Background Information regarding menstrual difficulties for adolescents with developmental disabilities and their families is limited.
Aim To assess the impact of menstruation on adolescents with developmental disabilities and their families, and to compare this to previously reported experiences of age-matched normal girls.
Methods Families of girls aged 12–18 years with known disabilities, attending the Royal Children's Hospital, Melbourne, were recruited into a questionnaire based study evaluating issues of menstruation and associated problems, together with the consequent psychological, social and emotional impact on their families and carers. Information was sought regarding menstrual management strategies, outcome satisfaction and specific areas of family concern.
Results 103 questionnaires were completed. The average age of participating girls was 15.11 years, mean menarchal age 12.3 years. 79 girls were postmenarchal. The severity of menstrual problems was similar to a normal population. 59 (76%) were happy with the impact of menses on their social activities. More than 50% sought menstrual advice before menarche. Advice seeking strongly correlated with disability severity (p=0.01) and impact of menses on social activities (p=0.01), which in turn were highly predictive of seeking assistance (p=0.005). Carer satisfaction with current management inversely correlated with treatment seeking behaviour (p=0.034).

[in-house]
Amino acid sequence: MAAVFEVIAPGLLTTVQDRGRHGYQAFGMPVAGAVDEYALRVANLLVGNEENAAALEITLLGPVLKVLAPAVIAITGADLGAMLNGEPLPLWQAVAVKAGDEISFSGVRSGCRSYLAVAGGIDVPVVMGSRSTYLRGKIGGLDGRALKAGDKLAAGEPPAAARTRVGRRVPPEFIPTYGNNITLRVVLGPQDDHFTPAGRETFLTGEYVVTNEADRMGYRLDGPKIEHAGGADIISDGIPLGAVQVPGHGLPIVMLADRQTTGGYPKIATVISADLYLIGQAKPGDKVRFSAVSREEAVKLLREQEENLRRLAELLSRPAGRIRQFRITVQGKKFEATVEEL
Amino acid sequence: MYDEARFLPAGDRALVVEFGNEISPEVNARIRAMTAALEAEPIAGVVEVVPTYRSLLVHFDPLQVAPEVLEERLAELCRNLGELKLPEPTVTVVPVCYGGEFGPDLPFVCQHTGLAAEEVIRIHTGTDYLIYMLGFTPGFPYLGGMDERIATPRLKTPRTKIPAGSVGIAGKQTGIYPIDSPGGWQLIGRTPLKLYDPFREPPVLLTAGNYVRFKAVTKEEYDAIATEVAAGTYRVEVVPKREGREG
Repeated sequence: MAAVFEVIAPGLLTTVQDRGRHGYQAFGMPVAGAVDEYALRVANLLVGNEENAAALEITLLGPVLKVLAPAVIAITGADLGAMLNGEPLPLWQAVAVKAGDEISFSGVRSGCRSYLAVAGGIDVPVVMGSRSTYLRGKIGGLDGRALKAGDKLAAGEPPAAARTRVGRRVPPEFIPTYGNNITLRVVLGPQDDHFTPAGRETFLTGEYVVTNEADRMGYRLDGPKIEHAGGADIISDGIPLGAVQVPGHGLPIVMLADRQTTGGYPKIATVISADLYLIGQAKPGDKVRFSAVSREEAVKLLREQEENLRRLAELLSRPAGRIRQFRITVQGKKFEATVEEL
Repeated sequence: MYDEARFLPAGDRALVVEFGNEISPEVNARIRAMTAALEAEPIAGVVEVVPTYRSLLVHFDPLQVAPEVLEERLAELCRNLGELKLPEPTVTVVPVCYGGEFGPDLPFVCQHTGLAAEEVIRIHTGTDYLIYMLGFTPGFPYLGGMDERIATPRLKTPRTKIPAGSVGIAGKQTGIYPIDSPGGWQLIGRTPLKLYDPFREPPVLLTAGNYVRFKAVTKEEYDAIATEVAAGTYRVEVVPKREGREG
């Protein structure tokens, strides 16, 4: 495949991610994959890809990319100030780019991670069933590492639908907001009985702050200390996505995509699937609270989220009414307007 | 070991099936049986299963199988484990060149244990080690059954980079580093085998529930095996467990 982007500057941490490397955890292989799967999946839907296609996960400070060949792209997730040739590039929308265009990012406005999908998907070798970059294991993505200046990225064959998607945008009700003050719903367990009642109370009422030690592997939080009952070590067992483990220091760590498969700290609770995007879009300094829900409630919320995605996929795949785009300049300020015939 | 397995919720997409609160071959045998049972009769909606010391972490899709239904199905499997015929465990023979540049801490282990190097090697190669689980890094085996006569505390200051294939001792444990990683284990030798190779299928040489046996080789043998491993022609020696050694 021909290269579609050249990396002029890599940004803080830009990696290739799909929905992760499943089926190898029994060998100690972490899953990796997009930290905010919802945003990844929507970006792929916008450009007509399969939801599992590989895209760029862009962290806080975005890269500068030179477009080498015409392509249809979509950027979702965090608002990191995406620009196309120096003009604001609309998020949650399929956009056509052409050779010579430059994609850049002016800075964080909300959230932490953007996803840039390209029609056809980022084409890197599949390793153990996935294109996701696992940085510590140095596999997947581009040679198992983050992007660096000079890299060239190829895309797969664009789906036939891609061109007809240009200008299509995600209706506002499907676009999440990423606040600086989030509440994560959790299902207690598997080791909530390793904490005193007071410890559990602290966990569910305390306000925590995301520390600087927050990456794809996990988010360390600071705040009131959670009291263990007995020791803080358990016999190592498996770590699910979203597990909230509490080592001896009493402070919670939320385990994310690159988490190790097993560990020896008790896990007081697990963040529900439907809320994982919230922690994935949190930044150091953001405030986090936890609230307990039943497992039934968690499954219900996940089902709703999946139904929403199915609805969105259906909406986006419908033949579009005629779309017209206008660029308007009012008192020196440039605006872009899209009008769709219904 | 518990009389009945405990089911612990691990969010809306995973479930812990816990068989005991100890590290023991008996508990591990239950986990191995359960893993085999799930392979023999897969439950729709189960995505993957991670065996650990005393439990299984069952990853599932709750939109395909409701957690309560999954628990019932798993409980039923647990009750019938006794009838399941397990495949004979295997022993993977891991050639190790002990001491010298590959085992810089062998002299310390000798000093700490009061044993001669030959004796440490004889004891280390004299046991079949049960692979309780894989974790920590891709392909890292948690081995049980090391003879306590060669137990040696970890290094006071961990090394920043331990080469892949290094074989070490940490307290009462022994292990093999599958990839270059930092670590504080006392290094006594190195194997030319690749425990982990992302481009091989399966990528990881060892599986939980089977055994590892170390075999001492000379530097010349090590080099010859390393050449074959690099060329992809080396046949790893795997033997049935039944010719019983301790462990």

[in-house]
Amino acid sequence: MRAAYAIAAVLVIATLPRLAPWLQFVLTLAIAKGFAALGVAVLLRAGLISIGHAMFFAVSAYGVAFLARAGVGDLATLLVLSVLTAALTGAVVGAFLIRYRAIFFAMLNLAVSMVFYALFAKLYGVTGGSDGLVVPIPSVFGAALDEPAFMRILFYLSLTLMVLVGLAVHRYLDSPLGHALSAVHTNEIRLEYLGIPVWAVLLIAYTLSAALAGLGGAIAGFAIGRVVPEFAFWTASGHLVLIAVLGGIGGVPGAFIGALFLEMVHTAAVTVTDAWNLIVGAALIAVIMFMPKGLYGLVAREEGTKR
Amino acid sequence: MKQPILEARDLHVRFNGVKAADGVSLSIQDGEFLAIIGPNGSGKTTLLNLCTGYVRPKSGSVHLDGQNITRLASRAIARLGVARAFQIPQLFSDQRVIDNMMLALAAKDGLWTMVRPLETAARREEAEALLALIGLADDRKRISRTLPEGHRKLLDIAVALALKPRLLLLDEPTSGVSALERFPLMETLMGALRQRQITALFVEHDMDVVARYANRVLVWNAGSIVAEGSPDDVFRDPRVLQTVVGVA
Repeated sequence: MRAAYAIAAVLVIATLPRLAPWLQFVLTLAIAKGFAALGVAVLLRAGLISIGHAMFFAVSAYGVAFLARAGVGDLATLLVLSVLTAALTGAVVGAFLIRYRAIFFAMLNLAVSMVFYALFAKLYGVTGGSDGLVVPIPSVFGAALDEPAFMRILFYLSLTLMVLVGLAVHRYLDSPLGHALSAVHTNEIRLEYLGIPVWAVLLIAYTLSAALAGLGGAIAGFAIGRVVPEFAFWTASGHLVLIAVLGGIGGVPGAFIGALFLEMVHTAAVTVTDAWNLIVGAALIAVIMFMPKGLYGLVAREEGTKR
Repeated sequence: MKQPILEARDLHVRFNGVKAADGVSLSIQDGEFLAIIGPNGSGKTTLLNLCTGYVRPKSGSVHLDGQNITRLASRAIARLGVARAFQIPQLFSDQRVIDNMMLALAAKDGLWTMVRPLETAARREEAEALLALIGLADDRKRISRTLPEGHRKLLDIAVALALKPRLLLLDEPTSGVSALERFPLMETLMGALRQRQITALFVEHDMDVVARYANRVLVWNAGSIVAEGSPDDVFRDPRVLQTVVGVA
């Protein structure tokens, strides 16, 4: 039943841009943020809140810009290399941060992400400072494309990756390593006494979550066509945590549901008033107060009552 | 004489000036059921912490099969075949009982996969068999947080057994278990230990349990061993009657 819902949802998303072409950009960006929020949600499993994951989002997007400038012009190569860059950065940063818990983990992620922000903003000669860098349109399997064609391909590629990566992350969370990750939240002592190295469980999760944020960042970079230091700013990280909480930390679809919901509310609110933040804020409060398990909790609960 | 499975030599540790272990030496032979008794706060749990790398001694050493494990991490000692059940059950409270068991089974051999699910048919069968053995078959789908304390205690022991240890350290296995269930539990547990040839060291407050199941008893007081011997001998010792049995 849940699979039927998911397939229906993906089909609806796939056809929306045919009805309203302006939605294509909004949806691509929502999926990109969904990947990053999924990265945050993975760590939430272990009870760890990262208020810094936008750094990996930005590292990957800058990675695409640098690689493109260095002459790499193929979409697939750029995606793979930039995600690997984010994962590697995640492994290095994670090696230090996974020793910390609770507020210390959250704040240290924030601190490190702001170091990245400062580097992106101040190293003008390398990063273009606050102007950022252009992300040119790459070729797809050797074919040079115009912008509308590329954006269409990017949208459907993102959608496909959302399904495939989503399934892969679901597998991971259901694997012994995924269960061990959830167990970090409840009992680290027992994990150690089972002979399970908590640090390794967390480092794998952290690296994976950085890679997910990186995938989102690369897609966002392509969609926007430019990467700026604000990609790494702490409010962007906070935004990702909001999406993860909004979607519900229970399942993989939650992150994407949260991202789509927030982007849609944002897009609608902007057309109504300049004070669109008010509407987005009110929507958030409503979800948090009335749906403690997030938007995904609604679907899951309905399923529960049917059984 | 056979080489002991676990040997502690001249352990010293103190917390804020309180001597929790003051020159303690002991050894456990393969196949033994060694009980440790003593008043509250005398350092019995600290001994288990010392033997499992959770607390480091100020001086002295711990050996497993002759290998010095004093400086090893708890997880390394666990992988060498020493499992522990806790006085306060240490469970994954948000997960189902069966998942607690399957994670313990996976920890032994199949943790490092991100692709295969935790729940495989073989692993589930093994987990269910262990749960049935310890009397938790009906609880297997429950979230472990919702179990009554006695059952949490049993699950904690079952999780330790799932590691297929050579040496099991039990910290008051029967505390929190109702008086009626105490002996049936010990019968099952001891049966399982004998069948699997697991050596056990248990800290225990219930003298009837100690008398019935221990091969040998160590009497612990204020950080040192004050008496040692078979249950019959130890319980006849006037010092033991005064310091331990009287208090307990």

Conclusions Menstrual characteristics in this population are similar to those without disabilities. There is a high level of parental anxiety regarding the impact of menses, particularly when disability is severe. Medical therapies may be required but information for families is lacking. Clinicians should play a proactive and educational role with families and adolescents with disabilities.